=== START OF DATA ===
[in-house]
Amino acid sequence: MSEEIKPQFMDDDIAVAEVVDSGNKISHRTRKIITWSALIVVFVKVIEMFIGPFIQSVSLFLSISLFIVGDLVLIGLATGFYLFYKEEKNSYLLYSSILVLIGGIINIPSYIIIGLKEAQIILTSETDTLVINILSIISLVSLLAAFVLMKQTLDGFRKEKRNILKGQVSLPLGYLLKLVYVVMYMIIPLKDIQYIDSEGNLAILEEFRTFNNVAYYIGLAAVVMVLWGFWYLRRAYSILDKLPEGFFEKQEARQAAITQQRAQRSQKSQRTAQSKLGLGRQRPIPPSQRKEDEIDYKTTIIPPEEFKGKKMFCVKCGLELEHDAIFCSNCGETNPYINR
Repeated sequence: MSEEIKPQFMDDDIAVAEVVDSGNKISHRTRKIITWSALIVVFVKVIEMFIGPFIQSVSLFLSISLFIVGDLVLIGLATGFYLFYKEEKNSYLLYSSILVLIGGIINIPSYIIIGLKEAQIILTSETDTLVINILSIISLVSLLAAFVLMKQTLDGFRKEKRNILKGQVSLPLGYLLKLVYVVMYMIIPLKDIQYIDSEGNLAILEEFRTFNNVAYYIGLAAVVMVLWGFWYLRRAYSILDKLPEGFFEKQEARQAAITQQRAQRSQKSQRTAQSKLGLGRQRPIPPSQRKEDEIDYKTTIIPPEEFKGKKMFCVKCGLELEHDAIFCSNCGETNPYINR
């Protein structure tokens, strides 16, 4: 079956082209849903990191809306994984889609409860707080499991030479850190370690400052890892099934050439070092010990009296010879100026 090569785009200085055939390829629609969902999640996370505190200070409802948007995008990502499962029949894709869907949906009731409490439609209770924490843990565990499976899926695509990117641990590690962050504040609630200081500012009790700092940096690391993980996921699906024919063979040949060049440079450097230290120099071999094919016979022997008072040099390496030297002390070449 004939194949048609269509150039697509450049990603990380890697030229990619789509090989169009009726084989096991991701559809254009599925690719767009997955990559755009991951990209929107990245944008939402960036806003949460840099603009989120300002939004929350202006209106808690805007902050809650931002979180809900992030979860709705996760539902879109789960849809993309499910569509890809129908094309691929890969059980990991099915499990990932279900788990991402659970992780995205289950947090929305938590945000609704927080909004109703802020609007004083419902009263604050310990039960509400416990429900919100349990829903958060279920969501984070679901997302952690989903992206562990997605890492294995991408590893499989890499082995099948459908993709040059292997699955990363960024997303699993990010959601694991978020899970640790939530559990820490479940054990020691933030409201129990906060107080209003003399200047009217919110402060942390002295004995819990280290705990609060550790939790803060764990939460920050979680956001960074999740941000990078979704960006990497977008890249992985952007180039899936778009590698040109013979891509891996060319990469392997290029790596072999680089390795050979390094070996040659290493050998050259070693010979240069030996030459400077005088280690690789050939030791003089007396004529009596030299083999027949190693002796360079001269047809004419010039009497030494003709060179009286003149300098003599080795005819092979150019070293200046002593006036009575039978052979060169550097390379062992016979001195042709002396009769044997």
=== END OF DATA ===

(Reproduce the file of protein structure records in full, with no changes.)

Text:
[in-house]
Amino acid sequence: MSEEIKPQFMDDDIAVAEVVDSGNKISHRTRKIITWSALIVVFVKVIEMFIGPFIQSVSLFLSISLFIVGDLVLIGLATGFYLFYKEEKNSYLLYSSILVLIGGIINIPSYIIIGLKEAQIILTSETDTLVINILSIISLVSLLAAFVLMKQTLDGFRKEKRNILKGQVSLPLGYLLKLVYVVMYMIIPLKDIQYIDSEGNLAILEEFRTFNNVAYYIGLAAVVMVLWGFWYLRRAYSILDKLPEGFFEKQEARQAAITQQRAQRSQKSQRTAQSKLGLGRQRPIPPSQRKEDEIDYKTTIIPPEEFKGKKMFCVKCGLELEHDAIFCSNCGETNPYINR
Repeated sequence: MSEEIKPQFMDDDIAVAEVVDSGNKISHRTRKIITWSALIVVFVKVIEMFIGPFIQSVSLFLSISLFIVGDLVLIGLATGFYLFYKEEKNSYLLYSSILVLIGGIINIPSYIIIGLKEAQIILTSETDTLVINILSIISLVSLLAAFVLMKQTLDGFRKEKRNILKGQVSLPLGYLLKLVYVVMYMIIPLKDIQYIDSEGNLAILEEFRTFNNVAYYIGLAAVVMVLWGFWYLRRAYSILDKLPEGFFEKQEARQAAITQQRAQRSQKSQRTAQSKLGLGRQRPIPPSQRKEDEIDYKTTIIPPEEFKGKKMFCVKCGLELEHDAIFCSNCGETNPYINR
């Protein structure tokens, strides 16, 4: 079956082209849903990191809306994984889609409860707080499991030479850190370690400052890892099934050439070092010990009296010879100026 090569785009200085055939390829629609969902999640996370505190200070409802948007995008990502499962029949894709869907949906009731409490439609209770924490843990565990499976899926695509990117641990590690962050504040609630200081500012009790700092940096690391993980996921699906024919063979040949060049440079450097230290120099071999094919016979022997008072040099390496030297002390070449 004939194949048609269509150039697509450049990603990380890697030229990619789509090989169009009726084989096991991701559809254009599925690719767009997955990559755009991951990209929107990245944008939402960036806003949460840099603009989120300002939004929350202006209106808690805007902050809650931002979180809900992030979860709705996760539902879109789960849809993309499910569509890809129908094309691929890969059980990991099915499990990932279900788990991402659970992780995205289950947090929305938590945000609704927080909004109703802020609007004083419902009263604050310990039960509400416990429900919100349990829903958060279920969501984070679901997302952690989903992206562990997605890492294995991408590893499989890499082995099948459908993709040059292997699955990363960024997303699993990010959601694991978020899970640790939530559990820490479940054990020691933030409201129990906060107080209003003399200047009217919110402060942390002295004995819990280290705990609060550790939790803060764990939460920050979680956001960074999740941000990078979704960006990497977008890249992985952007180039899936778009590698040109013979891509891996060319990469392997290029790596072999680089390795050979390094070996040659290493050998050259070693010979240069030996030459400077005088280690690789050939030791003089007396004529009596030299083999027949190693002796360079001269047809004419010039009497030494003709060179009286003149300098003599080795005819092979150019070293200046002593006036009575039978052979060169550097390379062992016979001195042709002396009769044997």